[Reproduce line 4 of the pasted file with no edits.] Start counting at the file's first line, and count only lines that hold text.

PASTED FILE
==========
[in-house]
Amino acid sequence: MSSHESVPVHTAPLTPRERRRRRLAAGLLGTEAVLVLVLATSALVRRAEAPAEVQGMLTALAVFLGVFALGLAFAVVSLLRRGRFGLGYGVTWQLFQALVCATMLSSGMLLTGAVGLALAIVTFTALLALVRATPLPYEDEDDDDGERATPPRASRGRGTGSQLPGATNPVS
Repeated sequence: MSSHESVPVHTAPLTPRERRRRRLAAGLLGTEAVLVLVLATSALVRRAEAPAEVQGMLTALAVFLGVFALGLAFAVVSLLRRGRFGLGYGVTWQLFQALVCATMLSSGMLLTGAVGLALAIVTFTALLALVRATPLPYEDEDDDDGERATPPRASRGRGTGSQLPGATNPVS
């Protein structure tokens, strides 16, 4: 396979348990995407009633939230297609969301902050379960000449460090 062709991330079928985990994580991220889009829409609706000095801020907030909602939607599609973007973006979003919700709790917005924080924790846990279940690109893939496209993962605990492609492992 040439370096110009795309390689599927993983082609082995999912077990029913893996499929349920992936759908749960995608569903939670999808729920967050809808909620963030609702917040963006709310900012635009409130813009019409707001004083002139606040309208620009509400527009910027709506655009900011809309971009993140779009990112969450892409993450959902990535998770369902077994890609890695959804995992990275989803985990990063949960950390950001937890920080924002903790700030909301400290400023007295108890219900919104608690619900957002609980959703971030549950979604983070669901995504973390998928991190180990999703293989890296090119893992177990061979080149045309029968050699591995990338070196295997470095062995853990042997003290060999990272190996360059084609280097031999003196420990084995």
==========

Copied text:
């Protein structure tokens, strides 16, 4: 396979348990995407009633939230297609969301902050379960000449460090 062709991330079928985990994580991220889009829409609706000095801020907030909602939607599609973007973006979003919700709790917005924080924790846990279940690109893939496209993962605990492609492992 040439370096110009795309390689599927993983082609082995999912077990029913893996499929349920992936759908749960995608569903939670999808729920967050809808909620963030609702917040963006709310900012635009409130813009019409707001004083002139606040309208620009509400527009910027709506655009900011809309971009993140779009990112969450892409993450959902990535998770369902077994890609890695959804995992990275989803985990990063949960950390950001937890920080924002903790700030909301400290400023007295108890219900919104608690619900957002609980959703971030549950979604983070669901995504973390998928991190180990999703293989890296090119893992177990061979080149045309029968050699591995990338070196295997470095062995853990042997003290060999990272190996360059084609280097031999003196420990084995």